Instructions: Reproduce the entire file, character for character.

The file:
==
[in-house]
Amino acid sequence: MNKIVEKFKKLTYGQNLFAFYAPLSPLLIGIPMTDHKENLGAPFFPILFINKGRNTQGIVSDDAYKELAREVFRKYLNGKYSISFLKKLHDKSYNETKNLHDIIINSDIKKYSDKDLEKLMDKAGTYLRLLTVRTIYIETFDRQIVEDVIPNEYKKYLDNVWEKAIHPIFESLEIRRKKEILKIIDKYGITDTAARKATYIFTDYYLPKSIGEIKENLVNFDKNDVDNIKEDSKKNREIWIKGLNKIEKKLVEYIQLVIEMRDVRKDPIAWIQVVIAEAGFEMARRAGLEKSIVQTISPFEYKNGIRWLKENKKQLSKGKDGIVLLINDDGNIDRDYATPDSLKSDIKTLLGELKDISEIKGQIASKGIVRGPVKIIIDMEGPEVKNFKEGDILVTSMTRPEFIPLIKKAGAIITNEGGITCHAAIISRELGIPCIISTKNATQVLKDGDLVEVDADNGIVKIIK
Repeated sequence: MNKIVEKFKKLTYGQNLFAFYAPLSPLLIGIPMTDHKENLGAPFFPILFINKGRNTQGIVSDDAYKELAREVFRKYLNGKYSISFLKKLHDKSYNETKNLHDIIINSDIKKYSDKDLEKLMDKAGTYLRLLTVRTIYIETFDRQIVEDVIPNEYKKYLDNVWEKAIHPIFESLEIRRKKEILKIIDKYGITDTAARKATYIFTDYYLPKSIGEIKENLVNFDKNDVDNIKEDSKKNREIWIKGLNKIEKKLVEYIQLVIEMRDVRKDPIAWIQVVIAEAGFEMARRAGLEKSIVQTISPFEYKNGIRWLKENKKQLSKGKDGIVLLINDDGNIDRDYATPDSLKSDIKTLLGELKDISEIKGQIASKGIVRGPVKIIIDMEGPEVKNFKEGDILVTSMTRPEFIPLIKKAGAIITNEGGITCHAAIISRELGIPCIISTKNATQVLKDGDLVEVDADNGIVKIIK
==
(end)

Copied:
[in-house]
Amino acid sequence: MNKIVEKFKKLTYGQNLFAFYAPLSPLLIGIPMTDHKENLGAPFFPILFINKGRNTQGIVSDDAYKELAREVFRKYLNGKYSISFLKKLHDKSYNETKNLHDIIINSDIKKYSDKDLEKLMDKAGTYLRLLTVRTIYIETFDRQIVEDVIPNEYKKYLDNVWEKAIHPIFESLEIRRKKEILKIIDKYGITDTAARKATYIFTDYYLPKSIGEIKENLVNFDKNDVDNIKEDSKKNREIWIKGLNKIEKKLVEYIQLVIEMRDVRKDPIAWIQVVIAEAGFEMARRAGLEKSIVQTISPFEYKNGIRWLKENKKQLSKGKDGIVLLINDDGNIDRDYATPDSLKSDIKTLLGELKDISEIKGQIASKGIVRGPVKIIIDMEGPEVKNFKEGDILVTSMTRPEFIPLIKKAGAIITNEGGITCHAAIISRELGIPCIISTKNATQVLKDGDLVEVDADNGIVKIIK
Repeated sequence: MNKIVEKFKKLTYGQNLFAFYAPLSPLLIGIPMTDHKENLGAPFFPILFINKGRNTQGIVSDDAYKELAREVFRKYLNGKYSISFLKKLHDKSYNETKNLHDIIINSDIKKYSDKDLEKLMDKAGTYLRLLTVRTIYIETFDRQIVEDVIPNEYKKYLDNVWEKAIHPIFESLEIRRKKEILKIIDKYGITDTAARKATYIFTDYYLPKSIGEIKENLVNFDKNDVDNIKEDSKKNREIWIKGLNKIEKKLVEYIQLVIEMRDVRKDPIAWIQVVIAEAGFEMARRAGLEKSIVQTISPFEYKNGIRWLKENKKQLSKGKDGIVLLINDDGNIDRDYATPDSLKSDIKTLLGELKDISEIKGQIASKGIVRGPVKIIIDMEGPEVKNFKEGDILVTSMTRPEFIPLIKKAGAIITNEGGITCHAAIISRELGIPCIISTKNATQVLKDGDLVEVDADNGIVKIIK